The novel coronavirus pandemic (COVID-19) has brought the skies down, even the aviation industry is not safe from the virus wrath. In this case, the African aviation industry is vulnerable, as the international body predicted earlier that, the pandemic would hurt the sector hard, as carriers.
According to information from Bloomberg, Africa’s biggest carriers, Ethiopian Airlines, South African Airways and Kenya Airways are among national airlines staring at mounting losses and the destruction of growth plans put in place before the COVID-19 outbreak.
The International Air Transport Association (IATA) said last week, African carriers may lose $4 billion in 2020 revenue as demand for travel around the continent grinds to a halt.
All three of Africa’s biggest carriers have to find a resolution to ensure amicable solutions reach as carriers “will, in some shape or form, have to enter into conversations with their respective governments about bailouts,” Mike Mabasa, chairman of the Air Services Licensing Council in South Africa, told Bloomberg by phone.
On the side of the aisle, the Ethiopian Airlines Chief Executive Officer Tewolde Gebremariam said Tuesday that his airline won’t be able to access state help, that may change if demand for travel doesn’t return quickly.
However, last month, IATA doubled its estimated impact from the virus to at least $63 billion to about $ 113 billion should the disease prolong its spread across the globe.
The industry body projected loss already looks optimistic after Ethiopian — the continent’s only profitable airline — said losses from January through April reached $550 million.
Further, IATA’s estimate for the carrier was $300 million for the year as a whole. This could delay or kill a plan to start building a new $5 billion airport slated to have a bigger capacity than London Heathrow.
East Africa’s competitive carrier—Rwanda Air, and Air Mauritius are among airlines that have suspended flights to China. Morocco has suspended all international flights to and from its territory “until further notice” and Kenya Airways also suspended flights to countries affected by the virus.
South African Airways (which cancelled up to 162 international and regional flights soon after the virus went extreme) was put into bankruptcy protection by the government even before the virus was detected in China late last year.
The national carrier only had enough cash to last until this month, based on the administrator’s most recent public comments, and its only ongoing passenger flights are chartered by governments such as Germany’s to bring home national citizens.
The Kenyan government, which owns just under 50 per cent of Kenya Airways, has weighed a full nationalization of the carrier to boost its balance sheet and remains committed to that plan, Transport secretary James Macharia said on Tuesday. The airline has lost money since 2013 and asked the government for a cash bailout to get it through the next six months.
According to an economic analyst based in Nigeria, one of the reasons Africa’s aviation industry is hit hard by the spread of the virus is its large trade and travel relations with China, where the outbreak started.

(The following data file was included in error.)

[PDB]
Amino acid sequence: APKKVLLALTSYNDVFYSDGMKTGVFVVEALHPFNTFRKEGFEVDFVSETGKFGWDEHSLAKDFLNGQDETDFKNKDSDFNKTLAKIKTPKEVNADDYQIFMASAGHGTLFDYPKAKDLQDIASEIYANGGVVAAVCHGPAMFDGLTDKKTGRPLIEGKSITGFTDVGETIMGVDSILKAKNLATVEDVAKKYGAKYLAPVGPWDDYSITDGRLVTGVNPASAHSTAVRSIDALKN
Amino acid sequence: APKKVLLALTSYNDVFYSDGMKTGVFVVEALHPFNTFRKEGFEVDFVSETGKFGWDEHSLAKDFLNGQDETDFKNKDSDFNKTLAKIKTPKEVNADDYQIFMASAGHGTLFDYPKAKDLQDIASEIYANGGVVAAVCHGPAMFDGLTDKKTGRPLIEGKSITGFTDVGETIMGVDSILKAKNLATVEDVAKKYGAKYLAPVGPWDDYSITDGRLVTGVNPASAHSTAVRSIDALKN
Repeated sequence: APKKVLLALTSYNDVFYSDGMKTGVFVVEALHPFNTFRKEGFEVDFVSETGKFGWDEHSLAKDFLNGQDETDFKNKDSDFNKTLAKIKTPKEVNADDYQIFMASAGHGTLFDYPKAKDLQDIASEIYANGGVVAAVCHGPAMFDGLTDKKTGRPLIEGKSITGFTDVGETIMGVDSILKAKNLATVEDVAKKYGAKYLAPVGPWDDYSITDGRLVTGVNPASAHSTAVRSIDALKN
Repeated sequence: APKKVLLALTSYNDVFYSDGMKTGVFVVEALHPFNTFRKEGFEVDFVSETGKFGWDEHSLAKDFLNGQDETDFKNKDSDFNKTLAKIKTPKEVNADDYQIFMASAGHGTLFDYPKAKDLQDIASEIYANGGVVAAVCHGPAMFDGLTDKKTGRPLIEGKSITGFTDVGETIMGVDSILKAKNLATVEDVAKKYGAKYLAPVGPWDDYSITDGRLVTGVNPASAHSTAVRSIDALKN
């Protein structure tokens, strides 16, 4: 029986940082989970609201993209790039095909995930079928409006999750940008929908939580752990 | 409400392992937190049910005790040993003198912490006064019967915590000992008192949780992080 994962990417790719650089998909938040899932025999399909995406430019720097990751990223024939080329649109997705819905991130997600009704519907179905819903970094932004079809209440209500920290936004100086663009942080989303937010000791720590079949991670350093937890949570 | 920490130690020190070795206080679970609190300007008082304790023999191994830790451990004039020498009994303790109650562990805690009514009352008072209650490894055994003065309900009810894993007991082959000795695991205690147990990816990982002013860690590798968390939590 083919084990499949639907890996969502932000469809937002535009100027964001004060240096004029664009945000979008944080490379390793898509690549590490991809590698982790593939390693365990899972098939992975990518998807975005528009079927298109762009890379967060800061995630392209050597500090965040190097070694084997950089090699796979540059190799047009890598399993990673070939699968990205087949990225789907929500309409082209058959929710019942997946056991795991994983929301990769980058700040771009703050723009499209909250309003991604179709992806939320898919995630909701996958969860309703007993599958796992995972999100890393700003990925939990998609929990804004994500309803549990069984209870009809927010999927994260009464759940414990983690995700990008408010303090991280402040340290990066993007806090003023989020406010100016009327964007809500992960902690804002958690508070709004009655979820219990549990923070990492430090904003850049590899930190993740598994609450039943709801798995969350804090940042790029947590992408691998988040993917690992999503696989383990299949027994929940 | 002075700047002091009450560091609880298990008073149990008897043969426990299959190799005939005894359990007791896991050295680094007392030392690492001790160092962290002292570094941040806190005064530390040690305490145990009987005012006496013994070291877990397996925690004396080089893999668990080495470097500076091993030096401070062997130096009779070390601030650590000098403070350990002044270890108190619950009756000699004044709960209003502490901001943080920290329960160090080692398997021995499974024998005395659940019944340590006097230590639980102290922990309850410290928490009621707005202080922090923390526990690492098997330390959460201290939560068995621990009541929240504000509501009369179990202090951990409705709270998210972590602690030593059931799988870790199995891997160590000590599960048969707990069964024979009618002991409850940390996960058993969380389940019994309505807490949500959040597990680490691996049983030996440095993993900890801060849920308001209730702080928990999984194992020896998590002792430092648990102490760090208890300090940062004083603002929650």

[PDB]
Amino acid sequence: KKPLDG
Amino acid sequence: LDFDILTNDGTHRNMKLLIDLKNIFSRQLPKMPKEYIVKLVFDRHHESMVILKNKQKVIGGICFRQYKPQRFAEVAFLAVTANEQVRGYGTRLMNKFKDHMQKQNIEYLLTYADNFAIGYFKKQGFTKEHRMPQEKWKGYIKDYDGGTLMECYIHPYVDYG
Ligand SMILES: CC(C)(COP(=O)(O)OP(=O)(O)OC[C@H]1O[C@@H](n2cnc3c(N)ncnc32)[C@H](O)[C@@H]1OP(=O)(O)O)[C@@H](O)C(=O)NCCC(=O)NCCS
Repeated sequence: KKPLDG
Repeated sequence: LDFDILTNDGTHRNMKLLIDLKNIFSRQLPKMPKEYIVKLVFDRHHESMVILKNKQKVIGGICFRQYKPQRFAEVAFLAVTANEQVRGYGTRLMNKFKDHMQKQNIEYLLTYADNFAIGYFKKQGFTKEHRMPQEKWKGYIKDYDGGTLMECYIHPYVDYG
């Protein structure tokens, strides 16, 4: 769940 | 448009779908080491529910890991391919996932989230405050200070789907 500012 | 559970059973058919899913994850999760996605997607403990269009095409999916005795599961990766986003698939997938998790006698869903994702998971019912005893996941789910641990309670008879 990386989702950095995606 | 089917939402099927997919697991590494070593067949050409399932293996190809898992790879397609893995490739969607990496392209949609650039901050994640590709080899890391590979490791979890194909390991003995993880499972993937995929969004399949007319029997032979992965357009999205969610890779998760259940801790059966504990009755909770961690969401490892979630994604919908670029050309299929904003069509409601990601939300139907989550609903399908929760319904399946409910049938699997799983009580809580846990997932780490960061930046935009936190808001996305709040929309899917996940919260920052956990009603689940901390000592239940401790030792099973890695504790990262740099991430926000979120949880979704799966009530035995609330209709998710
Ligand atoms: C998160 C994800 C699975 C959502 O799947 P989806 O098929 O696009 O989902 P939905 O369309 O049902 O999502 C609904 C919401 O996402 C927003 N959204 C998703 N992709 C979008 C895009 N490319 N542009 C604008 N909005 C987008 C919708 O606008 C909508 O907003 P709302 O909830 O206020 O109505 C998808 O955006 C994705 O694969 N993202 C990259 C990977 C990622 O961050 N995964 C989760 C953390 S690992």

According to a report by QZ Africa, Air flight between China and Africa has increased by 630 per cent in the last decade, with airlines like Ethiopia air flying in about 1,500 passengers from China every day.
However, Bloomberg noted that, yet none of the three governments is in an ideal position to bail out the carriers.
At the moment, South Africa’s economy is swimming in a second recession and the National Treasury has long made clear that the country’s debt-laden state-owned power utility is a bigger priority.
Ethiopia received $5 billion from the International Monetary Fund (IMF) and the World Bank last year to carry out a strict set of economic reforms as it tries to attract more foreign capital and create jobs.
The IMF urged Kenya in November to be wary of piling on more debt at a time the country is struggling to fund manufacturing, housing, farming and health-care projects.
“The treasury is cash-strapped. They need money to come in sooner, but the government has many demands currently,” said Churchill Ogutu, head of research at Nairobi-based Genghis Capital.
At risk is air connectivity to cities all over the continent that are not served by the likes of Emirates and Etihad, which have expanded to major African hubs such as Johannesburg, Nairobi and Lagos.
Rwanda hasn’t given updates on a plan to sell a 49 per cent stake in the national carrier to Qatar Airways.
Uganda, whose carrier resumed flights in August after almost two decades, hasn’t released post-virus information on expansion plans that include the planned delivery of two wide-body jets from Airbus SE this year.
Also, Joachim Vermooten, an independent aviation analyst in South Africa, highlighted that the path to recovery for African carriers is complicated by how long lockdowns and border closures could last.
According to Abderahmane Berthe, Secretary-General of the African Airlines Association, without state help, the continent’s aviation industry as a whole has about three months worth of liquidity.